• Storing Affected Grain. Scabby grain should be stored at or below 12% moisture content. This will reduce the potential for deterioration during storage. Cool the grain by aeration soon after placement in storage and continue cooling periodically as outdoor temperatures decline until the grain is at approximately 25°F.
  • Marketing. If possible, DON-affected grain should be kept separate from healthy grain. The marketing strategy for DON-affected grain will be influenced by many factors including DON levels, cleaning and/or blending costs, and contract obligations with elevators. In general, elevator discounts are highest at harvest and increase with the concentration of DON above 2 ppm. Therefore, weigh the pros and cons, including economics, of deferring DON-affected contracted wheat in the hope that discounts will reduce with time. Deferring delivery also gives time to clean and/or blend the wheat to improve quality.
  • Using Scabby Grain as Seed. To prevent or reduce damping off and seedling blights, scabby grain should be thoroughly cleaned and treated with a systemic fungicide before being used as seed for next season's crop.
  • Feeding. Scabby or DON-affected grain can be used as livestock feed. For recommendations on using feed contaminated with DON or zearalenone, consult the UNL extension publication Fusarium Head Blight of Wheat (EC1896). Straw from scabby fields can contain DON at concentrations that exceed 2 ppm. Therefore, straw from scabby fields should be tested for DON before using it for silage or bedding.

Advisory Maximum Levels for DON

A. 1 ppm DON on finished wheat products, e.g., flour, bran, and germ that may potentially be consumed by humans. FDA is not stating an advisory level for wheat intended for milling because normal manufacturing practices and additional technology available to millers can substantially reduce DON levels in the finished wheat product from those found in the original raw wheat. Because there is significant variability in manufacturing processes, an advisory level for raw wheat is not practical.

B. 10 ppm DON on grains and grain by-products (on an 88% dry matter basis) and 30 ppm in distillers grains and brewers grains (on an 88% dry matter basis) destined for ruminating beef and feedlot cattle older than four months and ruminating dairy cattle older than four months, with the added recommendations that the total ration for ruminating beef and feedlot cattle older than four months not exceed 10 ppm DON, and the total ration for ruminating dairy cattle older than 4 months not exceed 5 ppm DON. For chickens, 10 ppm DON with the added recommendation that these ingredients not exceed 50% of the diet of chickens. The total ration includes grains, all grain by-products including distillers and brewers grains, hay, silage, and roughage.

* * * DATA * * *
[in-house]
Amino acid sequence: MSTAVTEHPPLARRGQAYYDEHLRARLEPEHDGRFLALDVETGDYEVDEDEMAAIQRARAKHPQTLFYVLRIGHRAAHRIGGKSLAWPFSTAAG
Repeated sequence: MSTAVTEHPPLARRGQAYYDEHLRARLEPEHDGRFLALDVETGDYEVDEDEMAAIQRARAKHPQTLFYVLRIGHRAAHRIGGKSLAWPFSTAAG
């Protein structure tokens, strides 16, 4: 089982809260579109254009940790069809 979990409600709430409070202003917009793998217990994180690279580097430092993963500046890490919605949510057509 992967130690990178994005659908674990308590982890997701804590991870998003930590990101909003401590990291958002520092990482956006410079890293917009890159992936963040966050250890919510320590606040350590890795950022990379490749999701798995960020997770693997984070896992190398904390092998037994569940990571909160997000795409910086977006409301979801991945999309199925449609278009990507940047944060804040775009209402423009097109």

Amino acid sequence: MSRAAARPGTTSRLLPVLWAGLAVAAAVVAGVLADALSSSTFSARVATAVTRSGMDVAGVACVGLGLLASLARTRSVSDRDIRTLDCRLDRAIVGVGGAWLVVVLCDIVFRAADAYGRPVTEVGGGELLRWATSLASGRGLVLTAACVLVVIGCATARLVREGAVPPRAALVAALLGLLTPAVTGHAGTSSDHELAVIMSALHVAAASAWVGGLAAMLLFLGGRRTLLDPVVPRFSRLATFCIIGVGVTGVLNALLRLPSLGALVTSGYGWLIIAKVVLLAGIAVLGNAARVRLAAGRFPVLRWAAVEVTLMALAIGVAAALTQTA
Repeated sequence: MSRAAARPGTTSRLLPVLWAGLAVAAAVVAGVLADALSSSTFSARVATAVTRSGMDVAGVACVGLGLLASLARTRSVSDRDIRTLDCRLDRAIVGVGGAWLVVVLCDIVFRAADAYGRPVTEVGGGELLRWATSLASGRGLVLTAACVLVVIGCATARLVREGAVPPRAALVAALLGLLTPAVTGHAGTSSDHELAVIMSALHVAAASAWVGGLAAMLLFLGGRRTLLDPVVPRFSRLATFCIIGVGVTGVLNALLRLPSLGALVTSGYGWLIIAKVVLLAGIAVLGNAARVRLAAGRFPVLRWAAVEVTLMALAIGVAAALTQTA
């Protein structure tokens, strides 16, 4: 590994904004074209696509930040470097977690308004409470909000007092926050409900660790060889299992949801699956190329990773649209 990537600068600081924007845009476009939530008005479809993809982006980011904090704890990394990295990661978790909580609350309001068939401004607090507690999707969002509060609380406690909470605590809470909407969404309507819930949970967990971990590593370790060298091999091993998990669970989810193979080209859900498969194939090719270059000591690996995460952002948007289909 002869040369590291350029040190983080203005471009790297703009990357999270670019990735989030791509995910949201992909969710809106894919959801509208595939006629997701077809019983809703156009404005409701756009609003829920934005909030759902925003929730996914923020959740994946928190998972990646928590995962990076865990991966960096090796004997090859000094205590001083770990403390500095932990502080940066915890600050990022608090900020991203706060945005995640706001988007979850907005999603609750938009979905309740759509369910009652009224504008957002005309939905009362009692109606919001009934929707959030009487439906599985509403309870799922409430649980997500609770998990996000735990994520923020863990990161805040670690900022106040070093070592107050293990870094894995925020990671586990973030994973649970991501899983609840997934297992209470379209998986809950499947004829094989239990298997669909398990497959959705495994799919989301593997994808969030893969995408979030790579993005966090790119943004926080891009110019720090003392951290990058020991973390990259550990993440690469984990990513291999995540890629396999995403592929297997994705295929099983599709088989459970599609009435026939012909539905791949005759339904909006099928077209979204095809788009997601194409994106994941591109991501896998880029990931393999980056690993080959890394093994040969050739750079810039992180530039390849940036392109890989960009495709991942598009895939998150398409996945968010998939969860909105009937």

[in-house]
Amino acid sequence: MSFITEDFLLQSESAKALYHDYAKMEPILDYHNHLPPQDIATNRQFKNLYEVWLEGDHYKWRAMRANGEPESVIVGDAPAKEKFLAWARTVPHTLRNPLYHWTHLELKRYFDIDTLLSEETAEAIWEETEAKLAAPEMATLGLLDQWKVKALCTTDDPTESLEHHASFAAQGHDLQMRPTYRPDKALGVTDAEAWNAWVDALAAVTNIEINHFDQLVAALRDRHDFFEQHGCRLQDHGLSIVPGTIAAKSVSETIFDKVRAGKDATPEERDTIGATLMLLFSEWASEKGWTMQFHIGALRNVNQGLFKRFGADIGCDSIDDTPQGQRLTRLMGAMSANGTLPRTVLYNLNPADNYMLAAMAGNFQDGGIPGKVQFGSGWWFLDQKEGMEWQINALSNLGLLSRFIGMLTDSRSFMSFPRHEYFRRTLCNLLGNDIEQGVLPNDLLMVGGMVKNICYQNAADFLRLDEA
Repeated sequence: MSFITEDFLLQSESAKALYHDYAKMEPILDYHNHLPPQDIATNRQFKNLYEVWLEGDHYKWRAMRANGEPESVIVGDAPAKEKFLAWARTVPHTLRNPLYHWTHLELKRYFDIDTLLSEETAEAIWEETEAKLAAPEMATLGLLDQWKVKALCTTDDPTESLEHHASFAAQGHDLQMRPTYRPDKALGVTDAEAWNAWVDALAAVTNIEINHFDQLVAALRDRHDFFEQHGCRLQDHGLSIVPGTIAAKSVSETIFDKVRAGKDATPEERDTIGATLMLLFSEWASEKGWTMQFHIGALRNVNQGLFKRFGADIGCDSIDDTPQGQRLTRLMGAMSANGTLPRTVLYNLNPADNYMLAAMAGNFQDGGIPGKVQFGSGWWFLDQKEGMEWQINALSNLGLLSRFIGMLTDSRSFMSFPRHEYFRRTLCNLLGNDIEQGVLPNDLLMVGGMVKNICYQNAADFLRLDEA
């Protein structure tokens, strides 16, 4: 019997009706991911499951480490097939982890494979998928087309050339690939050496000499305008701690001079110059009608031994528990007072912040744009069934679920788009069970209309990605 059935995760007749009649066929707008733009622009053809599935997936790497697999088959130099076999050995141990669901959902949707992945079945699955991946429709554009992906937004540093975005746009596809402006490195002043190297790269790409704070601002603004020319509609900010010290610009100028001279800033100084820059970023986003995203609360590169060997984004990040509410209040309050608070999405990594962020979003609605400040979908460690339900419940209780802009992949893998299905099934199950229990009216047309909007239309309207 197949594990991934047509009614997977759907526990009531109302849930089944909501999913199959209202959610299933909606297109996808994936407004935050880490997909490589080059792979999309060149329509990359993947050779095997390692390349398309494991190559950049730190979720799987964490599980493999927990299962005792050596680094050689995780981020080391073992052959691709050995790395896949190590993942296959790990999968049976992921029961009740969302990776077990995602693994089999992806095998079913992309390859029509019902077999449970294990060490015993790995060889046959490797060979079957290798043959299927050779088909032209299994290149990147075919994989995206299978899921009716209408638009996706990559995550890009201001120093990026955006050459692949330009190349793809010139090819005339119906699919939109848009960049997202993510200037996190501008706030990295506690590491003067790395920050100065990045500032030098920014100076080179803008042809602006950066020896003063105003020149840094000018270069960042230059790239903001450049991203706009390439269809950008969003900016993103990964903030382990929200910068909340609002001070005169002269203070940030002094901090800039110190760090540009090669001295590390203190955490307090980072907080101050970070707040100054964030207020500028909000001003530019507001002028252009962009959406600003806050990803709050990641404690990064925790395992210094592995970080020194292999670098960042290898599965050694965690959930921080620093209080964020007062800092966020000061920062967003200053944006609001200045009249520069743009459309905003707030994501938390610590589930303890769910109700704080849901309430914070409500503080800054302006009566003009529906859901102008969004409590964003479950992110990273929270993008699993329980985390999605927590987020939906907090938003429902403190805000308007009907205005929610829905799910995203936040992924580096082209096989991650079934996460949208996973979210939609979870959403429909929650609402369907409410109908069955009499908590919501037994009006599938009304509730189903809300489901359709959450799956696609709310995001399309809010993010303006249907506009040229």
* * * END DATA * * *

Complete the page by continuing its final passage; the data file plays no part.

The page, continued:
C. 5 ppm DON on grains and grain by-products destined for swine with the added recommendation that these ingredients do not exceed 20% of their diet.

D. 5 ppm DON on grains and grain by-products destined for all other animals with the added recommendation that these ingredients do not exceed 40% of their diet. 


For more information on mycotoxins in wheat, see:

Carlson, M.P. and S.M. Ensley (2003) "Understanding Fungal (Mold) Toxins (Mycotoxins)," NebGuide G1513, Nebraska Extension.

Carlson, M.P. and S.M. Ensley (2003) "Use of Feed Contaminated with Fungal (Mold) Toxins (Mycotoxins)," NebGuide G1514, Nebraska Extension.

Carlson, M.P. and S.M. Ensley (2003) "Sampling and Analyzing Feed for Fungal (Mold) Toxins (Mycotoxins)," NebGuide G1515, Nebraska Extension.

Aakre, D., Flaskerud, G., Hellevang, K., Lardy, G., McMullen, M., Ransom, J., Sorenson, B., and Swenson, A. (2005) "DON (Vomitoxin) in Wheat. Basic Questions and Answers".

Mostrom, M.S.; Raisbeck, M.F. Trichothecenes. In Veterinary Toxicology, 1st ed.; Gupta, R.C., Ed.; Elsevier: New York, NY, USA, 2007; pp. 951–976.

Maresca, M.; Mahfoud, R.; Garmy, N.; Fantini J. The mycotoxin deoxynivalenol affects nutrient absorption in human intestinal epithelial cells. Journal of Nutrition. 2002, 132, 2723–2731.

Stephen Wegulo
Extension Plant Pathologist
Michael Carlson
UNLDiagnostic Toxicologist